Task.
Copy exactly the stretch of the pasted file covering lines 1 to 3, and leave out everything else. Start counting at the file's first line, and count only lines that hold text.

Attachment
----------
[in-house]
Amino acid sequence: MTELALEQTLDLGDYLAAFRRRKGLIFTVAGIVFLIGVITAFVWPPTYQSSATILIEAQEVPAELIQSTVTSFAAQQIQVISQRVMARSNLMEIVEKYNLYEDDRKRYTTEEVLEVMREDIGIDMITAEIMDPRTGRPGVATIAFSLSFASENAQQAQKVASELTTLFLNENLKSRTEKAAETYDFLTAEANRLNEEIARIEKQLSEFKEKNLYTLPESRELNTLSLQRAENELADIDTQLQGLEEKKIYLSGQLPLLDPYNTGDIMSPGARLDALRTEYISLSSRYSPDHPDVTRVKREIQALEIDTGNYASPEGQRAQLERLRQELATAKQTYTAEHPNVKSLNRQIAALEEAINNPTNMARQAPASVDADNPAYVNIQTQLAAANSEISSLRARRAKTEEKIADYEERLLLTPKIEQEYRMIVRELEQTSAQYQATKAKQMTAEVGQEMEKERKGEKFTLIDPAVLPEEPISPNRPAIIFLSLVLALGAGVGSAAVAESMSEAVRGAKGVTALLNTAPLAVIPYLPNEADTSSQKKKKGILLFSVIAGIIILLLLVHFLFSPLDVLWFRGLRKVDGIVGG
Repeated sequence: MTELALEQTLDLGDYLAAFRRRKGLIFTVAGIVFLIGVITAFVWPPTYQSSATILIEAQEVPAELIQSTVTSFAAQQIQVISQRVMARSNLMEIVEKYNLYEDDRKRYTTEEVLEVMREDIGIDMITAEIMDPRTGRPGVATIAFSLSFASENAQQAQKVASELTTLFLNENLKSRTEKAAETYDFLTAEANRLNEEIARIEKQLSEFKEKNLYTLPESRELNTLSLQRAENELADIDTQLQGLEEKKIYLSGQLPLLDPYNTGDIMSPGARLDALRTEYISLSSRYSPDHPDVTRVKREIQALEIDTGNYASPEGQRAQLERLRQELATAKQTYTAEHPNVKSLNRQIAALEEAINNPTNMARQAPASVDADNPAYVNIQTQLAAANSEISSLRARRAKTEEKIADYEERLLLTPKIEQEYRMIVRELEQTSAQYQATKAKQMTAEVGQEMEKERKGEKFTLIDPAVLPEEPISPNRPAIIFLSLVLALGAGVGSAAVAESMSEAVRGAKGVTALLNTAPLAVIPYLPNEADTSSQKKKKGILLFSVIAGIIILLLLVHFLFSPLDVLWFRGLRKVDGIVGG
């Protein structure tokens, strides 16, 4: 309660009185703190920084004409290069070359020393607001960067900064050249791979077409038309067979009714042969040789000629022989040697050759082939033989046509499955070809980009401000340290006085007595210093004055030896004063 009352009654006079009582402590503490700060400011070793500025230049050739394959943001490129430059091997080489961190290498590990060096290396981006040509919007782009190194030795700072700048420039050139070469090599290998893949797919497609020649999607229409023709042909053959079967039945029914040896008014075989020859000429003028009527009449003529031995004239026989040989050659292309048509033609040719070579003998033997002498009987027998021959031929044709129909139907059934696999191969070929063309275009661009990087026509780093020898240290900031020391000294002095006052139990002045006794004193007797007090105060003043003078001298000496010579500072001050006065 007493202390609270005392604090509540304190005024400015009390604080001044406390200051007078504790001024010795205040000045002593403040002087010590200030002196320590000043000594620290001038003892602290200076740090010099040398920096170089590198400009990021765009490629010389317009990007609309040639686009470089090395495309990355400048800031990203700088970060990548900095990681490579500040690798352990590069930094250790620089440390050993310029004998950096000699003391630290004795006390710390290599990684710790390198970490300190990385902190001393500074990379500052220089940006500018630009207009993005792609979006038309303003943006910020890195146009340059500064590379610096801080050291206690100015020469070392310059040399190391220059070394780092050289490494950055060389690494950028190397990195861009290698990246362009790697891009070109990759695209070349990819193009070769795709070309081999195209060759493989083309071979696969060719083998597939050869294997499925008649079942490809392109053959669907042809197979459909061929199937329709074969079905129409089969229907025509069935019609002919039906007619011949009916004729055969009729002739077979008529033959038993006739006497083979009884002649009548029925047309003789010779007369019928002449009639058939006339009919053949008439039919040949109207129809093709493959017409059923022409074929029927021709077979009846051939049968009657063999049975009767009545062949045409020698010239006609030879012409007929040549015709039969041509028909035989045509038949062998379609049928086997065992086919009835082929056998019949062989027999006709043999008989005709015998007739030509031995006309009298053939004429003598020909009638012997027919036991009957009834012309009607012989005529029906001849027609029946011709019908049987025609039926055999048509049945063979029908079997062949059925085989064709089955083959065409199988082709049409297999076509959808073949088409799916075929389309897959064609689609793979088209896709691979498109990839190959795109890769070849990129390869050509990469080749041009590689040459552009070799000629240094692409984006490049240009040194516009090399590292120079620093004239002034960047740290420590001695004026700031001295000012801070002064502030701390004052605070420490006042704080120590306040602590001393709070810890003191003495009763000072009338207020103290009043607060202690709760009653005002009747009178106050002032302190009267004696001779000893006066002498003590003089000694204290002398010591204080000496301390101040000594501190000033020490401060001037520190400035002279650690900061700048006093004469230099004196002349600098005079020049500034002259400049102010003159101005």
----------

[in-house]
Amino acid sequence: MTELALEQTLDLGDYLAAFRRRKGLIFTVAGIVFLIGVITAFVWPPTYQSSATILIEAQEVPAELIQSTVTSFAAQQIQVISQRVMARSNLMEIVEKYNLYEDDRKRYTTEEVLEVMREDIGIDMITAEIMDPRTGRPGVATIAFSLSFASENAQQAQKVASELTTLFLNENLKSRTEKAAETYDFLTAEANRLNEEIARIEKQLSEFKEKNLYTLPESRELNTLSLQRAENELADIDTQLQGLEEKKIYLSGQLPLLDPYNTGDIMSPGARLDALRTEYISLSSRYSPDHPDVTRVKREIQALEIDTGNYASPEGQRAQLERLRQELATAKQTYTAEHPNVKSLNRQIAALEEAINNPTNMARQAPASVDADNPAYVNIQTQLAAANSEISSLRARRAKTEEKIADYEERLLLTPKIEQEYRMIVRELEQTSAQYQATKAKQMTAEVGQEMEKERKGEKFTLIDPAVLPEEPISPNRPAIIFLSLVLALGAGVGSAAVAESMSEAVRGAKGVTALLNTAPLAVIPYLPNEADTSSQKKKKGILLFSVIAGIIILLLLVHFLFSPLDVLWFRGLRKVDGIVGG
Repeated sequence: MTELALEQTLDLGDYLAAFRRRKGLIFTVAGIVFLIGVITAFVWPPTYQSSATILIEAQEVPAELIQSTVTSFAAQQIQVISQRVMARSNLMEIVEKYNLYEDDRKRYTTEEVLEVMREDIGIDMITAEIMDPRTGRPGVATIAFSLSFASENAQQAQKVASELTTLFLNENLKSRTEKAAETYDFLTAEANRLNEEIARIEKQLSEFKEKNLYTLPESRELNTLSLQRAENELADIDTQLQGLEEKKIYLSGQLPLLDPYNTGDIMSPGARLDALRTEYISLSSRYSPDHPDVTRVKREIQALEIDTGNYASPEGQRAQLERLRQELATAKQTYTAEHPNVKSLNRQIAALEEAINNPTNMARQAPASVDADNPAYVNIQTQLAAANSEISSLRARRAKTEEKIADYEERLLLTPKIEQEYRMIVRELEQTSAQYQATKAKQMTAEVGQEMEKERKGEKFTLIDPAVLPEEPISPNRPAIIFLSLVLALGAGVGSAAVAESMSEAVRGAKGVTALLNTAPLAVIPYLPNEADTSSQKKKKGILLFSVIAGIIILLLLVHFLFSPLDVLWFRGLRKVDGIVGG